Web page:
- Total Corners – Again another pretty self-explanatory market is betting on the number of corners in the match. It’s not uncommon to find three betting variables of under a certain amount, an exact amount and over an exact amount.
- Bookings – You can bet on markets that include the total amount of bookings in a match and also first or last bookings in a game. This market is really good fun in fierce local derby’s where tempers are usually high and as a result bookings are often inflated.
- Asian Handicap – Many people are often put off by the ‘complexity’ of Asian handicap betting but it’s actually very simple. It basically just gives one team a head start over the other. So let’s say Team A was +1 goal and Team B was -1 it just means that the score would, hypothetically speaking, start 1-0 to Team A and then the match progresses from there.
Football Betting Rules
Before we dive into some of the more common football betting rules, it’s worth noting that with each bookmaker rules may differ slightly. It’s for this reason that if you are unsure on a certain event you should check with your bookmakers individual betting rules.
- Pay-out Limits – You may be unaware that many bookmakers actually have limits on how much they will pay out for certain events or sports. It’s likely that these limits won’t affect you, but massive pay-outs can be capped.
- 90 Minutes Play – Bets paid out for markets that are for the 90 minute game include injury time and stoppage time. They do not include Extra time or penalties.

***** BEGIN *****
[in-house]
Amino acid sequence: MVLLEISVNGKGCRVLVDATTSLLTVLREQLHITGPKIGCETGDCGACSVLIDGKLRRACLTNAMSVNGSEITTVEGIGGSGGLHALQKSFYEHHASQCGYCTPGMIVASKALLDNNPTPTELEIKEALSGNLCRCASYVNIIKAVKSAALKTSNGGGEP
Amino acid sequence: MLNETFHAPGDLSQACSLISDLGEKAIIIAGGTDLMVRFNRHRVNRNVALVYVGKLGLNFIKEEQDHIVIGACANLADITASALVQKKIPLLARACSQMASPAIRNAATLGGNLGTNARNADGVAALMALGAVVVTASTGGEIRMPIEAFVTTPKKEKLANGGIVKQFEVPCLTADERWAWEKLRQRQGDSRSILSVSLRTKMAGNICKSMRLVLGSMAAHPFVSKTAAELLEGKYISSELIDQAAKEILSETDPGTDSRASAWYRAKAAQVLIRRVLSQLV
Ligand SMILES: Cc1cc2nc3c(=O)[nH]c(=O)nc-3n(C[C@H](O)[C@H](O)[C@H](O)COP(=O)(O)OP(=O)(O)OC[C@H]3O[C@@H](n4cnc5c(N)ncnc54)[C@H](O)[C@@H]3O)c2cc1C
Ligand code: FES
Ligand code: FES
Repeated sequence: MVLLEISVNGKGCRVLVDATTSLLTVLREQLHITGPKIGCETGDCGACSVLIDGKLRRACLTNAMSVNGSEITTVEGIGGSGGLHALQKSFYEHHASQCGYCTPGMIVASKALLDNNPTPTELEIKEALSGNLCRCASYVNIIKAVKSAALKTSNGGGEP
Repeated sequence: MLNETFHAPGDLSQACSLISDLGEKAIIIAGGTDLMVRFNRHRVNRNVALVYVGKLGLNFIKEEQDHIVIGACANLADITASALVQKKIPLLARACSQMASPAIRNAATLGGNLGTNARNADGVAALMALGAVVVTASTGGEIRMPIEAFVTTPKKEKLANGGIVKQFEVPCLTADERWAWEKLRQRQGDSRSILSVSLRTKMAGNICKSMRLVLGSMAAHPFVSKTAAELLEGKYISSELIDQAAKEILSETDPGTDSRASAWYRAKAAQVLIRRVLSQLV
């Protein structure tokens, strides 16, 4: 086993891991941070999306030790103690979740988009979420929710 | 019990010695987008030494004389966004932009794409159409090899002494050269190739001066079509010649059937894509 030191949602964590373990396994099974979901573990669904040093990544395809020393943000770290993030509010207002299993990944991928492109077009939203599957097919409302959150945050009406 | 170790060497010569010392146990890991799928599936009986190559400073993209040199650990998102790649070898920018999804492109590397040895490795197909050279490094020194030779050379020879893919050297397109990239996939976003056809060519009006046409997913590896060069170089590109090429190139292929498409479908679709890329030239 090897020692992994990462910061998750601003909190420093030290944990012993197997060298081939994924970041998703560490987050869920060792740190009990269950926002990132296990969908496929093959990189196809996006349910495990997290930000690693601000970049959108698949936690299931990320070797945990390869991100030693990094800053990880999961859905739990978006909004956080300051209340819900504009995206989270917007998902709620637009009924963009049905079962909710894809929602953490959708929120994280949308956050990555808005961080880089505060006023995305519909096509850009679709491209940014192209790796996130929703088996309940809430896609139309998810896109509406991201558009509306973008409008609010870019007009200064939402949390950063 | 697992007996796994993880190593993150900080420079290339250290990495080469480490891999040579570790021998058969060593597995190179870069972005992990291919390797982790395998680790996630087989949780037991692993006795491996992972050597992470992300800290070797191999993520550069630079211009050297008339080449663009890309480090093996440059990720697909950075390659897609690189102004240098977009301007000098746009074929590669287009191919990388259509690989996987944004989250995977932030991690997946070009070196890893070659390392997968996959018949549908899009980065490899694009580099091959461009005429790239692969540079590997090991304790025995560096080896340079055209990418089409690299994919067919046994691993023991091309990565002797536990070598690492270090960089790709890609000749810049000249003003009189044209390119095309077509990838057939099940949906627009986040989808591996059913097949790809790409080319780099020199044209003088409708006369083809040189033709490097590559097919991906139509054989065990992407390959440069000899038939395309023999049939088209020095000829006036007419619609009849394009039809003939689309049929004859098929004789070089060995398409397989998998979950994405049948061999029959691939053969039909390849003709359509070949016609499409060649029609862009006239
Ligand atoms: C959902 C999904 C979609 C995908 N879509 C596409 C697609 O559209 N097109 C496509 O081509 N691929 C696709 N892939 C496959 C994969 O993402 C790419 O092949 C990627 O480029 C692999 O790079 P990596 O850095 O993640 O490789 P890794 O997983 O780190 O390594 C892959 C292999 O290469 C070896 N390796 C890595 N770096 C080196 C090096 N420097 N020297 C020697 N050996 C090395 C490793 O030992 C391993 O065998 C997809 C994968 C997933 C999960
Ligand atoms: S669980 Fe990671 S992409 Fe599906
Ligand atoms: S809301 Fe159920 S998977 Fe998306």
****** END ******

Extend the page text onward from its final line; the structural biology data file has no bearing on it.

- Postponed Games – If a game is postponed for whatever reason the market will be refunded. This is unless the game is rearranged within a week of the original date, when bets originally placed will stand.
- Abandoned Matches – If the game is abandoned mid match then bets placed will become void. This is unless the bet has previously been settled prior to the completion of said match.
Handicap betting is one of the most underrated markets when it comes to football betting. A lot of people who aren’t all that familiar with it are often put off by what they perceive to be complexity. The reality of it is that it’s very simple once you know.
The basic concept for this bet type is that one team has a theoretical head start or handicap over another team. This number is represented in goals and then a plus or minus figure will determine if the team is at an advantage (plus) or a disadvantage (minus).
One of the reasons why so few people use handicap betting (when they really should), is that they struggle to grasp why it’s important from a betting perspective. The main point for this is value.
Value is something that is often overlooked in football betting, and what I may call a value bet you may not. It’s subjective and there is no real right or wrong answer, only an opinion. However, if you work hard enough at your bets and put in enough time and research, you should be able to dig out what you think is a value bet in time.
So, how does this relate to handicap betting?